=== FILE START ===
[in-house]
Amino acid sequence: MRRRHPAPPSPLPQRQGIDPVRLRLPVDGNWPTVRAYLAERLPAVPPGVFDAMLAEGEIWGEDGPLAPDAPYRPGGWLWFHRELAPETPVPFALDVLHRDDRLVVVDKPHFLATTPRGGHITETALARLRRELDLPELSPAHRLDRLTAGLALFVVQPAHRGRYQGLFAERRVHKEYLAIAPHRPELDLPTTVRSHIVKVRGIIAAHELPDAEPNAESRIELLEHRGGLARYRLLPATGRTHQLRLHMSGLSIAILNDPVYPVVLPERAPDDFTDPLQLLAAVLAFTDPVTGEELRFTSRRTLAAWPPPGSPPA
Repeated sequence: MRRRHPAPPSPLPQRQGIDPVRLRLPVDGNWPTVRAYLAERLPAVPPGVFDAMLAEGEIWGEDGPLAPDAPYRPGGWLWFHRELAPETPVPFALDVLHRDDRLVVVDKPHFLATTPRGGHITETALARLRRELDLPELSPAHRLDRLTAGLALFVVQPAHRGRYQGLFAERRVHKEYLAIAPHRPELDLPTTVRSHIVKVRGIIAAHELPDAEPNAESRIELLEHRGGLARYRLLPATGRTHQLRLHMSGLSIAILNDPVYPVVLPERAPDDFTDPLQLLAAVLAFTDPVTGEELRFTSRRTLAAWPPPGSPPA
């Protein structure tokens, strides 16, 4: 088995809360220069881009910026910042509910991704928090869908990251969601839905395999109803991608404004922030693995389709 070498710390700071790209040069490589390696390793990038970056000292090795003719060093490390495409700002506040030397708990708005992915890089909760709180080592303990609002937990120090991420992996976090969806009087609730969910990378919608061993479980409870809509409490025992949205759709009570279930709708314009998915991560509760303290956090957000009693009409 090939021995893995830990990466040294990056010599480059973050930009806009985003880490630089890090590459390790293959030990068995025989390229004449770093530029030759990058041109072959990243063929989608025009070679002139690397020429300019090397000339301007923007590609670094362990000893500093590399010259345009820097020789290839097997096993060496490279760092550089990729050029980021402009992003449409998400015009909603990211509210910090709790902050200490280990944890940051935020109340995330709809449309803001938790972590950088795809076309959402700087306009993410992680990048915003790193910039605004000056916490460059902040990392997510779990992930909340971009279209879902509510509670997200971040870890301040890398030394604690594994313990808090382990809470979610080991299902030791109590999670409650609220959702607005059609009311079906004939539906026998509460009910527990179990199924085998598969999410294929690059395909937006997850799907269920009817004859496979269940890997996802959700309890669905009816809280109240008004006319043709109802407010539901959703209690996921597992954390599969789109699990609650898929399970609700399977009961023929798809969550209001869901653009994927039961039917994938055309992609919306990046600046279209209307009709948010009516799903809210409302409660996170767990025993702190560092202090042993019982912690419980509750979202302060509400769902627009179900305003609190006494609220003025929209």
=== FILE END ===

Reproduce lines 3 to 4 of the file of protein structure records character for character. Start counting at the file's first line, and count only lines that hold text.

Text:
Repeated sequence: MRRRHPAPPSPLPQRQGIDPVRLRLPVDGNWPTVRAYLAERLPAVPPGVFDAMLAEGEIWGEDGPLAPDAPYRPGGWLWFHRELAPETPVPFALDVLHRDDRLVVVDKPHFLATTPRGGHITETALARLRRELDLPELSPAHRLDRLTAGLALFVVQPAHRGRYQGLFAERRVHKEYLAIAPHRPELDLPTTVRSHIVKVRGIIAAHELPDAEPNAESRIELLEHRGGLARYRLLPATGRTHQLRLHMSGLSIAILNDPVYPVVLPERAPDDFTDPLQLLAAVLAFTDPVTGEELRFTSRRTLAAWPPPGSPPA
């Protein structure tokens, strides 16, 4: 088995809360220069881009910026910042509910991704928090869908990251969601839905395999109803991608404004922030693995389709 070498710390700071790209040069490589390696390793990038970056000292090795003719060093490390495409700002506040030397708990708005992915890089909760709180080592303990609002937990120090991420992996976090969806009087609730969910990378919608061993479980409870809509409490025992949205759709009570279930709708314009998915991560509760303290956090957000009693009409 090939021995893995830990990466040294990056010599480059973050930009806009985003880490630089890090590459390790293959030990068995025989390229004449770093530029030759990058041109072959990243063929989608025009070679002139690397020429300019090397000339301007923007590609670094362990000893500093590399010259345009820097020789290839097997096993060496490279760092550089990729050029980021402009992003449409998400015009909603990211509210910090709790902050200490280990944890940051935020109340995330709809449309803001938790972590950088795809076309959402700087306009993410992680990048915003790193910039605004000056916490460059902040990392997510779990992930909340971009279209879902509510509670997200971040870890301040890398030394604690594994313990808090382990809470979610080991299902030791109590999670409650609220959702607005059609009311079906004939539906026998509460009910527990179990199924085998598969999410294929690059395909937006997850799907269920009817004859496979269940890997996802959700309890669905009816809280109240008004006319043709109802407010539901959703209690996921597992954390599969789109699990609650898929399970609700399977009961023929798809969550209001869901653009994927039961039917994938055309992609919306990046600046279209209307009709948010009516799903809210409302409660996170767990025993702190560092202090042993019982912690419980509750979202302060509400769902627009179900305003609190006494609220003025929209």